STCL Houston Law Students Educate Teenagers in Constitutional Literacy
South Texas College of Law Houston (STCL Houston) recently hosted the state’s third annual Marshall-Brennan Moot Court Competition, in which high school students from YES Prep West Campus argued a fictional case involving the First and Fourteenth Amendments in courtrooms throughout the law school. This is the only competition of its kind in Texas.
Competition judges, comprised of South Texas faculty, practitioners, judges, students, and alumni, heard the students’ arguments and provided them with feedback on ways to improve their cases.
The Honorable Justice Eva Guzman on the Supreme Court of Texas and STCL Houston alumna, and The Honorable Judge Gregg Costa on the U.S. Court of Appeals for the Fifth Circuit, heard the students’ arguments, judged the final round, and addressed participants following the competition. The top four competition winners will progress to the national Marshall-Brennan Moot Court Competition in Washington, D.C. in March.
Students Diamond Terry, Isaiah Nduku, Brandon Dormos, and Nazario Moreno will travel to the East Coast in late March to compete against high school teams representing approximately 20 national Marshall-Brennan chapters, including those from Yale Law School, Cornell University Law School, and American University Washington College of Law, where the Marshall-Brennan Constitutional Literacy Program began.
The young students’ journey to this national stage began early last fall, when they chose to enroll in a constitutional law and juvenile justice course taught exclusively by STCL Houston students at their high school.
“The importance of teaching young students constitutional literacy is based on the premise that these high school students will forever benefit from understanding the rights and responsibilities they hold under the U.S. Constitution,” said Sharon Finegan, professor of law at STCL Houston. “Marry that with the belief that law students are an untapped resource whose own skills can be developed by teaching others within their community, and you have an incredible opportunity for all involved.”
The Marshall-Brennan Constitutional Law Clinic – part of the Randall O. Sorrels Legal Clinics at STCL Houston – is designed to tap into those law student resources and develop students’ knowledge about constitutional law principles, while simultaneously teaching high school students about their constitutional rights, civil rights, and responsibilities.
According to Finegan, who established Texas’ first – and only – Marshall-Brennan chapter at STCL Houston in 2015, eight law students were chosen out of a pool of 15 applicants based on their experience, enthusiasm, and dedication to making the significant time commitment required to serve as Marshall-Brennan teaching fellows.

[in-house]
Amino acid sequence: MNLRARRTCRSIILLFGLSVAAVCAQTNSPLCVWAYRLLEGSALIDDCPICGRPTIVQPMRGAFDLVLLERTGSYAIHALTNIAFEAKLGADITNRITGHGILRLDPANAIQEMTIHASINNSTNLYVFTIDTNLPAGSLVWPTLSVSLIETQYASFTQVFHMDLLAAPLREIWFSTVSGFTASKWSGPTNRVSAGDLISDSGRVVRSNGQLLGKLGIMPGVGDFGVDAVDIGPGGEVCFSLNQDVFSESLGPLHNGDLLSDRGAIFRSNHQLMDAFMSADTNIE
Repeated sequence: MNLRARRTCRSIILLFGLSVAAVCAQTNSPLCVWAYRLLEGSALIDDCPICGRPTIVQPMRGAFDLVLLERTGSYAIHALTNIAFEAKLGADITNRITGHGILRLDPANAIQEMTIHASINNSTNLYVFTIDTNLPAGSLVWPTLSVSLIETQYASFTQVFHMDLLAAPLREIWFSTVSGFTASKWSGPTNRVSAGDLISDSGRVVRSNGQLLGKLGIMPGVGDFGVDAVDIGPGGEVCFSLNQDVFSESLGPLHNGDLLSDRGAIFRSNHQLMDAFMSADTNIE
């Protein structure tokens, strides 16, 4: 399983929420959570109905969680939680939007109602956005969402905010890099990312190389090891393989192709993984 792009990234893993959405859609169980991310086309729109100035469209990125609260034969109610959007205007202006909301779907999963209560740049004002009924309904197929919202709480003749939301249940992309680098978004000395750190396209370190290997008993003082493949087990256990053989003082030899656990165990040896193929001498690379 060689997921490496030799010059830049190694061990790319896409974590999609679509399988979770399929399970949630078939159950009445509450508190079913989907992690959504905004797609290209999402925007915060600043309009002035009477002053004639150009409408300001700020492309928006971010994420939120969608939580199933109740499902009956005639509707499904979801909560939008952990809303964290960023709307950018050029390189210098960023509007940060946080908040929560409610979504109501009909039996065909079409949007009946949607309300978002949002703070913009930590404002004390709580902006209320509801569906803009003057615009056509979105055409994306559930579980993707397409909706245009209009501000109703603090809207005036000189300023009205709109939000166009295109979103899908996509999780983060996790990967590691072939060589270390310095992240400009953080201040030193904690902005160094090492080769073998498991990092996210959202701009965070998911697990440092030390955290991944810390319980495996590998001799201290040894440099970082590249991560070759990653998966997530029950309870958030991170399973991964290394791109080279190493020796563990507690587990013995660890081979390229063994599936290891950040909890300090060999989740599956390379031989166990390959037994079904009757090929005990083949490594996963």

“This clinic has been one of my favorite experiences that I’ve had in law school,” said Kyle Ludovice, second-year law student and Marshall-Brennan teaching fellow at STCL Houston. “This clinic gave me the opportunity to teach high school students the fundamentals of our Constitution. I sincerely wish I had been exposed to these materials in high school, as I might have figured out that I wanted to go to law school earlier in my life.”
Further mining the resources of the legal community, the clinic was created in partnership with Tommer Yoked, a former Teach for America participant and associate at the Sidley Austin law firm in Houston. Sidley Austin sponsored the program and purchased all textbooks for the high school students.
Beginning last August, South Texas students attended Finegan’s and Yoked’s weekly constitutional law seminar, where they learned key principles and developed pedagogical skills. The teaching fellows then divided into two teams, which each taught the high schoolers twice a week.
Participating South Texas students – including Niloufar Hafizi, Kourtney Johnson, Natalia Leon, Jose Leyva, Kyle Ludovice, David Mares, Ross Miller, and Sarah Riffel – gained a mastery of constitutional law while also honing their problem-solving, public-speaking, communication, and organizational skills.
The high school students equally benefitted from the Marshall-Brennan Constitutional Literacy program.
“This experience truly was a once-in-a-lifetime opportunity,” said Diamond Terry, a junior at YES Prep West Campus. “For me to do this and actually win first place as the best advocate meant a lot to me because I want to pursue law as a profession. The feeling of winning is still surreal to me and I thank everyone who helped to make this happen for me. I can’t wait to go to the national competition!”